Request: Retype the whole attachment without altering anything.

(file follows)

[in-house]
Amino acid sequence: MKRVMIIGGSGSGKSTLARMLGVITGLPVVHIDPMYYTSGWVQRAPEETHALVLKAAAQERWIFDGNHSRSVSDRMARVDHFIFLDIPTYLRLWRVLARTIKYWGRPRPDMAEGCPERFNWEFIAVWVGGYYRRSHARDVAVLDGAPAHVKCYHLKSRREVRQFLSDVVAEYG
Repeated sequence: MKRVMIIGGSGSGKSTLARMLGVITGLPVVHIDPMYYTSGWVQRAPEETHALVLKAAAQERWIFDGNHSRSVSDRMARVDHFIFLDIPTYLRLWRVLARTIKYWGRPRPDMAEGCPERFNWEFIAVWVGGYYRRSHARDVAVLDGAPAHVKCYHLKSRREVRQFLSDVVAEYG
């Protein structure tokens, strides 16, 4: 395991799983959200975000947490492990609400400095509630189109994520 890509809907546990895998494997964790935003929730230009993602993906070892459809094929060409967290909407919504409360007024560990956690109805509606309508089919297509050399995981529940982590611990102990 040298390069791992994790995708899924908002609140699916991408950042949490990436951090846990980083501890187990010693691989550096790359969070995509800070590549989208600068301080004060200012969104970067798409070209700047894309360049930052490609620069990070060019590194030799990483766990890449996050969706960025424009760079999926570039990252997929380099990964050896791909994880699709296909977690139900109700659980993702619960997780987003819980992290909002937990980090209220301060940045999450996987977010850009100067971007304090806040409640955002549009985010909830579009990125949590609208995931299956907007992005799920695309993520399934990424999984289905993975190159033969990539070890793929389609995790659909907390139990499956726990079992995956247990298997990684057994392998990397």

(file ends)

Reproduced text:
[in-house]
Amino acid sequence: MKRVMIIGGSGSGKSTLARMLGVITGLPVVHIDPMYYTSGWVQRAPEETHALVLKAAAQERWIFDGNHSRSVSDRMARVDHFIFLDIPTYLRLWRVLARTIKYWGRPRPDMAEGCPERFNWEFIAVWVGGYYRRSHARDVAVLDGAPAHVKCYHLKSRREVRQFLSDVVAEYG
Repeated sequence: MKRVMIIGGSGSGKSTLARMLGVITGLPVVHIDPMYYTSGWVQRAPEETHALVLKAAAQERWIFDGNHSRSVSDRMARVDHFIFLDIPTYLRLWRVLARTIKYWGRPRPDMAEGCPERFNWEFIAVWVGGYYRRSHARDVAVLDGAPAHVKCYHLKSRREVRQFLSDVVAEYG
């Protein structure tokens, strides 16, 4: 395991799983959200975000947490492990609400400095509630189109994520 890509809907546990895998494997964790935003929730230009993602993906070892459809094929060409967290909407919504409360007024560990956690109805509606309508089919297509050399995981529940982590611990102990 040298390069791992994790995708899924908002609140699916991408950042949490990436951090846990980083501890187990010693691989550096790359969070995509800070590549989208600068301080004060200012969104970067798409070209700047894309360049930052490609620069990070060019590194030799990483766990890449996050969706960025424009760079999926570039990252997929380099990964050896791909994880699709296909977690139900109700659980993702619960997780987003819980992290909002937990980090209220301060940045999450996987977010850009100067971007304090806040409640955002549009985010909830579009990125949590609208995931299956907007992005799920695309993520399934990424999984289905993975190159033969990539070890793929389609995790659909907390139990499956726990079992995956247990298997990684057994392998990397």